At first glance, it may seem that this month’s publication of The XX — the first full-length novel by graphic designer, typographer, and illustrator Rian Hughes — is a sideways step in an otherwise straightforward and wildly successful career. That, much like the mysterious messages that may be memetic lifeforms in The XX, would be a misdirection, however. And although the concept of a graphic designer turning novelist may be unusual, Hughes is far from an everyday designer, and his entire career to date has been spent playing with the audience’s expectations.
Hughes first came to many peoples’ attention as a cartoonist, working as a regular contributor to the seminal Escape anthology in the 1980s, and publishing his first graphic novel, The Science Service — co-written with John Freeman — in 1987 through Belgian publisher Magic Strip; the English language edition wouldn’t follow for another couple of years.
With its effortless retro-futurism in both subject — the manipulation of nostalgia for political purposes, in this case the centenary of 1951’s “Festival of Britain” — and aesthetic, The Science Service was both a stylish calling card for Hughes. In fact, it acted almost as a predictor of the comic project that made his reputation as an illustrator for a generation of comic book fans: Dare: The Future, the 1990 revisionist revival of British science fiction hero Dan Dare, written by Grant Morrison for the short-lived anthology series Revolver. (Dare was so successful that it not only survived the cancellation of Revolver to conclude in sibling anthology Crisis, but it was later collected in multiple editions and reprinted in a U.S. serialization from Fantagraphics Books.)
Dare* again offered Hughes the chance to translate the visual language of futures past into something for contemporary audiences. Like The Science Service, or his own 1983 trading card series, Visions of the Future, the serial’s visual thrills came from subverting iconography and ideas that audiences were already familiar with, and pushing them into contexts and shapes that seemed ill-fitting, if not outright uncomfortable.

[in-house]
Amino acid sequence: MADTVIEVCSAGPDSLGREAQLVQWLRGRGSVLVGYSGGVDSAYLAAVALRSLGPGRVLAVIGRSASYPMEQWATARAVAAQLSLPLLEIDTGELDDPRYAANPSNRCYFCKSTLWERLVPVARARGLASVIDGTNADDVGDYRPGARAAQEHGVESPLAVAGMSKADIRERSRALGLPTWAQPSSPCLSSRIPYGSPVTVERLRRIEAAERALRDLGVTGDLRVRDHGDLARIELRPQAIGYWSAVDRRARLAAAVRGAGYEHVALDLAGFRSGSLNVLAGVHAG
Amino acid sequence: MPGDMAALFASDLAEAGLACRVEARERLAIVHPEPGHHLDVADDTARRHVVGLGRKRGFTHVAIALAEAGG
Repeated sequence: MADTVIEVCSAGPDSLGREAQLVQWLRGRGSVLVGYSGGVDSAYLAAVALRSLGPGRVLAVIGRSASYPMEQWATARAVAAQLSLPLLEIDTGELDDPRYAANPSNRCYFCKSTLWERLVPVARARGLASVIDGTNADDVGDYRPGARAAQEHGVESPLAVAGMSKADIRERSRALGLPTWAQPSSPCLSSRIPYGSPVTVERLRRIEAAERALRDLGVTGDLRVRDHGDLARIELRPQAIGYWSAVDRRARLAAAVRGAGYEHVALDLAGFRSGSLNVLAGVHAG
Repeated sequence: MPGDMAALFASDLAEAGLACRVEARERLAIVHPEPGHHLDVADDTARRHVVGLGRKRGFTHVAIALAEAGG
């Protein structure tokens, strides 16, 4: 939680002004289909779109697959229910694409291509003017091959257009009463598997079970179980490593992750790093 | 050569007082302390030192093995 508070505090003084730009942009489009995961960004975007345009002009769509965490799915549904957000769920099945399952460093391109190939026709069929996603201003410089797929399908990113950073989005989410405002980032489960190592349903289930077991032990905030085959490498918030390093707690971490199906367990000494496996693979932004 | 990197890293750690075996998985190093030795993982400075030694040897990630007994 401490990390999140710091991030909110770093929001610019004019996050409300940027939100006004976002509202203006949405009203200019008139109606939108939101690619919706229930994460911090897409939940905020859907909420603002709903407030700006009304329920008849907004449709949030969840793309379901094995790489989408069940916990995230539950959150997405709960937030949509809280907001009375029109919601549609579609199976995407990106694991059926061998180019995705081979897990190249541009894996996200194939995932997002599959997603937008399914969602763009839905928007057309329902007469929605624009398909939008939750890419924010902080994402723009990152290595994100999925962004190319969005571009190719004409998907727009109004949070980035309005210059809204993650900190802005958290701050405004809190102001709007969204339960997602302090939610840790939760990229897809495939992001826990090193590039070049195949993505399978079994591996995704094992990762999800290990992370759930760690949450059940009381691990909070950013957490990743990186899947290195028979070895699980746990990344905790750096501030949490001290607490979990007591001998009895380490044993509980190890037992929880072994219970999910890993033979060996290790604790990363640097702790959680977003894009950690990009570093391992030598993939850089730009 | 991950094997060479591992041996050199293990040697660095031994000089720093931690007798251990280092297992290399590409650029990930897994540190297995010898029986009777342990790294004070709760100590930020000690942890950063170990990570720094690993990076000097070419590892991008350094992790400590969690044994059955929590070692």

As much a commentary on the British Conservative Party’s decade-long rule of the U.K.’s political landscape as it is a revival of Dan Dare, Dare allowed Hughes the chance to play with military and political campaign imagery, as well as science-fiction imagery from the 1950s era when Dare was initially conceived, and bring them into uncomfortable parallel with graphics from the then-present day, underscoring the subtext that’s always seemingly present in both.
This was made concrete in Morrison’s writing, as well as Hughes’ visuals, of course, with the former reading at times like commentary on the latter. “Our marketing people have advised us that we need a strong, unifying symbol for this campaign,” the corrupt Prime Minister Gloria Monday explains at one point, “a personification of the values that we represent. Patriotism. The strength of the individual. An optimistic, enterprising spirit. I’m talking about you, Colonel Dare.” Later, Dare is revealed in a splash page image, wearing his astronaut outfit from his original appearances in the Eagle comic for the first time in the story, placed in front of patterns from the 1950s laid out in a manner reminiscent of the dominant mid-century graphic design styles. “So how do I look?” he asks, Morrison and Hughes both winking at the audience in the visual trickery on show.